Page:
Dia de Los Muertos, or Day of the Dead, is a Mexican tradition that originated in the pre-Hispanic era and is mostly associated with Mexico. The holiday, which is usually celebrated Nov. 1 and Nov. 2, combines ancient Aztec customs and a celebration that the Spanish invaders brought to Mexico in the early 1500s. This holiday, which brings family and friends together, honors and remembers the dead, celebrating their memory with festivals, lively celebrations, food, and activities the deceased enjoyed in life.

The Spaniards, who saw death as the end of life, tried to abolish the holiday. However, the holiday refused to die. Since the Spaniards could not get rid of the holiday, they decided to make it more Christian by moving the date it was celebrated on so it coincided with All Saints’ Day and All Souls Day. It has been celebrated on Nov. 1 and 2 ever since.

Families set up La Ofrenda (the altar), which is one of the most distinctive ways Dia de Los Muertos is celebrated. The altars pay respect to the Catholic and indigenous beliefs of the afterlife and is dedicated to family and friends. Once La Ofrenda has been made, it will either be displayed at the grave site of deceased family members or in the home. La Ofrenda has three levels: a top level that symbolizes Heaven; a middle level that represents earth; and the bottom level that symbolizes Mictlan, which is the Aztec underworld of the dead.  Food, beverages, marigolds, prized possessions significant of a loved one, pictures of the deceased, Christian iconography, Calacus (skulls), sugar skulls, candles, pan de muerto (bread of the dead), Las mariposas (monarch butterflies), and paper banners are placed on La Ofrenda for different reasons.

The candles, paper banners, beverages, and food represent the four main elements of IMG_1112.jpgnature: fire, wind, water, and earth. However, the items do more than just represent the elements of nature. Candles (fire) attract the spirits to the altar by lighting the way to it. Paper banners represent the wind, beverages (water) are placed to quench the thirst of the spirits who are believed to travel to earth, and food (earth) represents the deceased’s favorite foods.

Pictures of deceased family members are placed on La Ofrenda in order to remember the loved ones who have passed away. Calacus are placed on La Ofrenda as a reminder of the inevitability of death. However, the sugar skulls are sugar candy, which is a reminder of life’s sweetness. Marigolds, also known as cempasuchitl (flower of the dead), represent the fragility of life, and the aroma helps lure the heavenly souls to earth. The petals are sprinkled on the floor leading to the altar to help guide souls to it.

Pan de Muerto is made with a skull and cross bones design on top as a sweet treat for the spirits. Las mariposas are believed to be the spirits of loved ones migrating to Mexico.

The deceased are celebrated because it is thought that the dead would be insulted by their family being sad and mourning their deaths. Families might also bring a huge feast to the graveyard when they visit so they can eat while they clean their loved one’s gravestones.

There are a lot of skeleton decorations during Dia de Los Muertos, including life-size paper skeletons, miniature skeletons, parade skull masks, dolls, and even the skulls of skeletons. Skeletons are posed in many different positions in order to portray the dead enjoying life. They might be positioned playing a guitar, dancing, making tortillas, and more. This helps remind family members of their ancestors, but also reminds themselves that death is a natural part of life, and one day they will be skeletons too. Dia de los Muertos awakens the dead from their eternal sleep so they can share the celebrations with their loved ones as well.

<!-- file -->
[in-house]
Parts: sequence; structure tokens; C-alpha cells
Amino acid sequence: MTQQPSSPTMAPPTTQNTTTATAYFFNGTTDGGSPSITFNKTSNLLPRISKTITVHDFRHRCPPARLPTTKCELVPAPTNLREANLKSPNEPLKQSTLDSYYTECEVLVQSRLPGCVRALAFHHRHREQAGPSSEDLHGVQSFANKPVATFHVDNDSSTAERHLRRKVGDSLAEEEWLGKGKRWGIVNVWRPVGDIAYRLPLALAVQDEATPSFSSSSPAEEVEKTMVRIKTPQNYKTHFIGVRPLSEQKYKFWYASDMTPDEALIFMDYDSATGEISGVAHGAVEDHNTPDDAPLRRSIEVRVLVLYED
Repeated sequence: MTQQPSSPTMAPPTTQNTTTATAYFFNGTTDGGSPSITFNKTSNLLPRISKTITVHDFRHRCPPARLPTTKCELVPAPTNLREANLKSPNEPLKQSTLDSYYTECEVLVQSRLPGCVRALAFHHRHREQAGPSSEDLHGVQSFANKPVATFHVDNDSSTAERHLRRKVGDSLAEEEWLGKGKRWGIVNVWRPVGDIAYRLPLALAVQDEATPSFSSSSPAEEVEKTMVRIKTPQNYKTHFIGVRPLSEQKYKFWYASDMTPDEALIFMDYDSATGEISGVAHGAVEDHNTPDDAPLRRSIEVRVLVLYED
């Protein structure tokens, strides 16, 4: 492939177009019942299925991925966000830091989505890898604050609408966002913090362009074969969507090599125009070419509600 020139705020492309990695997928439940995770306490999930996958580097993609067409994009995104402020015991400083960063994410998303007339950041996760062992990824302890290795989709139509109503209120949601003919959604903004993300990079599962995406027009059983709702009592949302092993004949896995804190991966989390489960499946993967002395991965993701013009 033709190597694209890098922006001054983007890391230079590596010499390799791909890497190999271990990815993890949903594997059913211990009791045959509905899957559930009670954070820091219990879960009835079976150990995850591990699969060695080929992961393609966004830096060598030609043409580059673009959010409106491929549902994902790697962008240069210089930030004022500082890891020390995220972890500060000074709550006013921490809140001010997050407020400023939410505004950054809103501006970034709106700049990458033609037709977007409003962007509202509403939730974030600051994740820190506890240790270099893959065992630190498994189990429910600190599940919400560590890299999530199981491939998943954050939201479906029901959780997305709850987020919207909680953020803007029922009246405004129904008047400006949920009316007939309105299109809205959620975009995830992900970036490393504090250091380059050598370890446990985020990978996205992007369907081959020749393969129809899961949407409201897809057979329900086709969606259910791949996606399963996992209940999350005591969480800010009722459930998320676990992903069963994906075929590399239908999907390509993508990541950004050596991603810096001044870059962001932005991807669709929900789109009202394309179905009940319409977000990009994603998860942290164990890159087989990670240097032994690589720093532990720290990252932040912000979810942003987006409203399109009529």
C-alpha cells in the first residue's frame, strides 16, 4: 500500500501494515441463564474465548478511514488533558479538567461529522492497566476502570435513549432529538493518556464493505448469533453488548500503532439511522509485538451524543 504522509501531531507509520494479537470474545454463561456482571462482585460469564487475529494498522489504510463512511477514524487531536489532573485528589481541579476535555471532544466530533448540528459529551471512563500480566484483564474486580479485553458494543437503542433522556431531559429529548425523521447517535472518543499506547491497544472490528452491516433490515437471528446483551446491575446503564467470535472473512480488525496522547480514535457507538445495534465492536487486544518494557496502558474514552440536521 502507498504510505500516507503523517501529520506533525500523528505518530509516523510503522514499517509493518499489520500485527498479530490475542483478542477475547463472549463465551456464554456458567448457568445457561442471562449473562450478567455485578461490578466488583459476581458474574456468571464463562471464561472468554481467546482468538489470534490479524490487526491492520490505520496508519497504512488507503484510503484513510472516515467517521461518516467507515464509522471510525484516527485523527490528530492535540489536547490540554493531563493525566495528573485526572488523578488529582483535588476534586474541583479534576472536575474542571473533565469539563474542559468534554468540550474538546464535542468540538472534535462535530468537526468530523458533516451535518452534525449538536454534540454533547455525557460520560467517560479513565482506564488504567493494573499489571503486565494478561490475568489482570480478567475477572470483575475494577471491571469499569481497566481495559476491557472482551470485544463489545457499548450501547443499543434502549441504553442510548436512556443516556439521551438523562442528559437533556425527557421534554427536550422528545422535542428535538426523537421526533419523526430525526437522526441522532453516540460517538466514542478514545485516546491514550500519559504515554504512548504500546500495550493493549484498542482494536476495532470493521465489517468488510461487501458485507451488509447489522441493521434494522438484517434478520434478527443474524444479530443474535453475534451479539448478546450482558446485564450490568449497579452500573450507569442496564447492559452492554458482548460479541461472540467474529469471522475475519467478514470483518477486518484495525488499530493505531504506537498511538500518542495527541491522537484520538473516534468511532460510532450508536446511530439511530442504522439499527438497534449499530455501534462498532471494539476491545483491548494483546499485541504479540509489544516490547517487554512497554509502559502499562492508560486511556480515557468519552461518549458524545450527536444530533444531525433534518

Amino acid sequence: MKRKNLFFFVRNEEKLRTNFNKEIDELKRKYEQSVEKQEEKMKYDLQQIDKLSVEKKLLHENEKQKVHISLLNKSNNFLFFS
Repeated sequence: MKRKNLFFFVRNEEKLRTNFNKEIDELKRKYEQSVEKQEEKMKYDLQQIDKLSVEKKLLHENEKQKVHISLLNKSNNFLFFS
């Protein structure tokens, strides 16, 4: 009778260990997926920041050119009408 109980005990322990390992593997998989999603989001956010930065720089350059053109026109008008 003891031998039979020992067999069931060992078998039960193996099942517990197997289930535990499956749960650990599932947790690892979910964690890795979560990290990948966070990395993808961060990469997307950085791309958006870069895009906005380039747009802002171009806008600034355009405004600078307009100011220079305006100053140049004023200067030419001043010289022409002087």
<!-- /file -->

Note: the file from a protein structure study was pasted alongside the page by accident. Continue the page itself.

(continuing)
Joey Martinez was among the vendors at the Dia de los Muertos event. Martinez attended SPC in 2012 as a Design Communications major and in 2015 as a General Studies major. He is currently attending Texas Tech University, majoring in Fine Arts – Painting, with plans to graduate in December. Martinez said that he celebrates Dia de los Muertos by “participating in art events by displaying my art work.” He added that “the one thing that stood out were the people who were paying their respects to the Ofrendas.” He shared that his favorite part about the holiday, in general, is “spending time with family and friends to celebrate deceased family and friends.”

Angel Segura, recruitment officer for Lambda Theta Phi (a Latin Fraternity) at Texas Tech University, said they set up a table this year because they participated in the event the year before.

“It’s a great way to show the community that students on campus care about their culture,” said Segura, who added that seeing the large number of people at the event was his favorite part. However, the culture of Dia de los Muertos is what he enjoys most about the holiday.

Mariachi Gema, a mariachi band, has performed at the event the past three years.

“We like to play for this event because we get to celebrate this holiday with the community,” said Jessica Rodriguez, a member of Mariachi Gema. “She also said that their favorite part about the event and the holiday is when they get to perform.

“It’s fun,” Rodriguez added, “and we got a great response from the audience. But also, music is a big part of our culture, and we use it every day and at all life events.”

Rodriguez explained that the music they play is heard through many generations “and we are connected to it.”

“For this particular day, we can play a song that helps remind somebody of their loved one that had passed on , and we get to help celebrate their life,” she added.

Dia de los Muertos is a very sacred day for many families. It is a day when they join together to remember the memories and souls of those people who were – and still are- an important part of the family, even though they have passed on from the earth to continue life elsewhere.